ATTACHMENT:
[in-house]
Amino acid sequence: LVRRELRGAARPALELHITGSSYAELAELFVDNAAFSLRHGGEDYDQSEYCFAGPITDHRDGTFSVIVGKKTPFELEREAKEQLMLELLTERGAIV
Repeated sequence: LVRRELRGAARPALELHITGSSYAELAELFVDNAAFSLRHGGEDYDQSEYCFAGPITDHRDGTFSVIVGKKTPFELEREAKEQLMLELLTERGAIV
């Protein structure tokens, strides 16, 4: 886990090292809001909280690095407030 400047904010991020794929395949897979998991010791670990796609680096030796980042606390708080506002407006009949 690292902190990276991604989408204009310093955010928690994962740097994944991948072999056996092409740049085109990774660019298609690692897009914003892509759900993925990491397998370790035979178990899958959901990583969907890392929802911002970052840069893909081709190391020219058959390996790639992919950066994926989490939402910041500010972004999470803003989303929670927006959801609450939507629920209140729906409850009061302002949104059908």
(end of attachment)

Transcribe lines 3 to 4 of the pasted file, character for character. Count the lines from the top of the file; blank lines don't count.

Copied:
Repeated sequence: LVRRELRGAARPALELHITGSSYAELAELFVDNAAFSLRHGGEDYDQSEYCFAGPITDHRDGTFSVIVGKKTPFELEREAKEQLMLELLTERGAIV
């Protein structure tokens, strides 16, 4: 886990090292809001909280690095407030 400047904010991020794929395949897979998991010791670990796609680096030796980042606390708080506002407006009949 690292902190990276991604989408204009310093955010928690994962740097994944991948072999056996092409740049085109990774660019298609690692897009914003892509759900993925990491397998370790035979178990899958959901990583969907890392929802911002970052840069893909081709190391020219058959390996790639992919950066994926989490939402910041500010972004999470803003989303929670927006959801609450939507629920209140729906409850009061302002949104059908």